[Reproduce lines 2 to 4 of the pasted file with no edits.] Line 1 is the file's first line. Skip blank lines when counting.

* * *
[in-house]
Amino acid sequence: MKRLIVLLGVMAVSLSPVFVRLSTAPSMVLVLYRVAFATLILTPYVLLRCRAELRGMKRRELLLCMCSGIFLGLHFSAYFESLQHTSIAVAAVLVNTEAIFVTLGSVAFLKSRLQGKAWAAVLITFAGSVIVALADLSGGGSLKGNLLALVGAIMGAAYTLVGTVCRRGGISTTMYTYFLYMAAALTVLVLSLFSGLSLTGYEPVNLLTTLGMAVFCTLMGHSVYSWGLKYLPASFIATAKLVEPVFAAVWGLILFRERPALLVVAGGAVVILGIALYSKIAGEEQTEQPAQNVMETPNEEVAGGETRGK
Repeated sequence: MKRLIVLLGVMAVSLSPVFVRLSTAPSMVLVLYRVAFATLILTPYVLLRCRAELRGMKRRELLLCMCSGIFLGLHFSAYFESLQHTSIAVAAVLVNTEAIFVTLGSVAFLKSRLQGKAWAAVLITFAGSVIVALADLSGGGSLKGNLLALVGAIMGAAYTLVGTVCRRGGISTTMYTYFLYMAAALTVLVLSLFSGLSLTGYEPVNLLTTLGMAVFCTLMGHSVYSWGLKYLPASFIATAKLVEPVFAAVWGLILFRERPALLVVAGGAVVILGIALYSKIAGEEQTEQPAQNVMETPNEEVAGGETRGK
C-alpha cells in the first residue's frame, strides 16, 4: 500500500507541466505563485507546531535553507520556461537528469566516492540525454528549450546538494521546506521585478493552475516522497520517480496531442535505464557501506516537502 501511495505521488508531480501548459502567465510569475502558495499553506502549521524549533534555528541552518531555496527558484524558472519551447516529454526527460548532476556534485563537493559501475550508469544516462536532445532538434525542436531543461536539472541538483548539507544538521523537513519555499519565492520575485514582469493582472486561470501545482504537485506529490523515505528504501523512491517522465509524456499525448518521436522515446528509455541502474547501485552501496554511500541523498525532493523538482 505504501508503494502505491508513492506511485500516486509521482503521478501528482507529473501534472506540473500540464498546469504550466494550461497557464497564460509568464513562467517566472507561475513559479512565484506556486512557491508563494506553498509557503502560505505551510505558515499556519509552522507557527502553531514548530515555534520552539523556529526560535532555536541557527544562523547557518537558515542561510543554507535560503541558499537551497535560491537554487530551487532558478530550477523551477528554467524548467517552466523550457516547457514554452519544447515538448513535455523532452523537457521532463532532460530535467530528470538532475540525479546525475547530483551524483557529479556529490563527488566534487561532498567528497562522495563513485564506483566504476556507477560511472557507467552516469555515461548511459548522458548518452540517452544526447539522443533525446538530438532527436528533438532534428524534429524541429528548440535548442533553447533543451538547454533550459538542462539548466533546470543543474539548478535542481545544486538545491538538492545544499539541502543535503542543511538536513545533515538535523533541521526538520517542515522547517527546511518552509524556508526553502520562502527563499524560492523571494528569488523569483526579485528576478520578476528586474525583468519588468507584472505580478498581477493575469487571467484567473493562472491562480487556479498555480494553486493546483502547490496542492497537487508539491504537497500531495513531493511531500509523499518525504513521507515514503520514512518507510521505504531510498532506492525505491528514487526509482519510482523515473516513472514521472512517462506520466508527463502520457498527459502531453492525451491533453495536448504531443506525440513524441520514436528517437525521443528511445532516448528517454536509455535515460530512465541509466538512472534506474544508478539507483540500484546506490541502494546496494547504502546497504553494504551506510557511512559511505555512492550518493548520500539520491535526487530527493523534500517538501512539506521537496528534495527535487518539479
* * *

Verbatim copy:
Amino acid sequence: MKRLIVLLGVMAVSLSPVFVRLSTAPSMVLVLYRVAFATLILTPYVLLRCRAELRGMKRRELLLCMCSGIFLGLHFSAYFESLQHTSIAVAAVLVNTEAIFVTLGSVAFLKSRLQGKAWAAVLITFAGSVIVALADLSGGGSLKGNLLALVGAIMGAAYTLVGTVCRRGGISTTMYTYFLYMAAALTVLVLSLFSGLSLTGYEPVNLLTTLGMAVFCTLMGHSVYSWGLKYLPASFIATAKLVEPVFAAVWGLILFRERPALLVVAGGAVVILGIALYSKIAGEEQTEQPAQNVMETPNEEVAGGETRGK
Repeated sequence: MKRLIVLLGVMAVSLSPVFVRLSTAPSMVLVLYRVAFATLILTPYVLLRCRAELRGMKRRELLLCMCSGIFLGLHFSAYFESLQHTSIAVAAVLVNTEAIFVTLGSVAFLKSRLQGKAWAAVLITFAGSVIVALADLSGGGSLKGNLLALVGAIMGAAYTLVGTVCRRGGISTTMYTYFLYMAAALTVLVLSLFSGLSLTGYEPVNLLTTLGMAVFCTLMGHSVYSWGLKYLPASFIATAKLVEPVFAAVWGLILFRERPALLVVAGGAVVILGIALYSKIAGEEQTEQPAQNVMETPNEEVAGGETRGK
C-alpha cells in the first residue's frame, strides 16, 4: 500500500507541466505563485507546531535553507520556461537528469566516492540525454528549450546538494521546506521585478493552475516522497520517480496531442535505464557501506516537502 501511495505521488508531480501548459502567465510569475502558495499553506502549521524549533534555528541552518531555496527558484524558472519551447516529454526527460548532476556534485563537493559501475550508469544516462536532445532538434525542436531543461536539472541538483548539507544538521523537513519555499519565492520575485514582469493582472486561470501545482504537485506529490523515505528504501523512491517522465509524456499525448518521436522515446528509455541502474547501485552501496554511500541523498525532493523538482 505504501508503494502505491508513492506511485500516486509521482503521478501528482507529473501534472506540473500540464498546469504550466494550461497557464497564460509568464513562467517566472507561475513559479512565484506556486512557491508563494506553498509557503502560505505551510505558515499556519509552522507557527502553531514548530515555534520552539523556529526560535532555536541557527544562523547557518537558515542561510543554507535560503541558499537551497535560491537554487530551487532558478530550477523551477528554467524548467517552466523550457516547457514554452519544447515538448513535455523532452523537457521532463532532460530535467530528470538532475540525479546525475547530483551524483557529479556529490563527488566534487561532498567528497562522495563513485564506483566504476556507477560511472557507467552516469555515461548511459548522458548518452540517452544526447539522443533525446538530438532527436528533438532534428524534429524541429528548440535548442533553447533543451538547454533550459538542462539548466533546470543543474539548478535542481545544486538545491538538492545544499539541502543535503542543511538536513545533515538535523533541521526538520517542515522547517527546511518552509524556508526553502520562502527563499524560492523571494528569488523569483526579485528576478520578476528586474525583468519588468507584472505580478498581477493575469487571467484567473493562472491562480487556479498555480494553486493546483502547490496542492497537487508539491504537497500531495513531493511531500509523499518525504513521507515514503520514512518507510521505504531510498532506492525505491528514487526509482519510482523515473516513472514521472512517462506520466508527463502520457498527459502531453492525451491533453495536448504531443506525440513524441520514436528517437525521443528511445532516448528517454536509455535515460530512465541509466538512472534506474544508478539507483540500484546506490541502494546496494547504502546497504553494504551506510557511512559511505555512492550518493548520500539520491535526487530527493523534500517538501512539506521537496528534495527535487518539479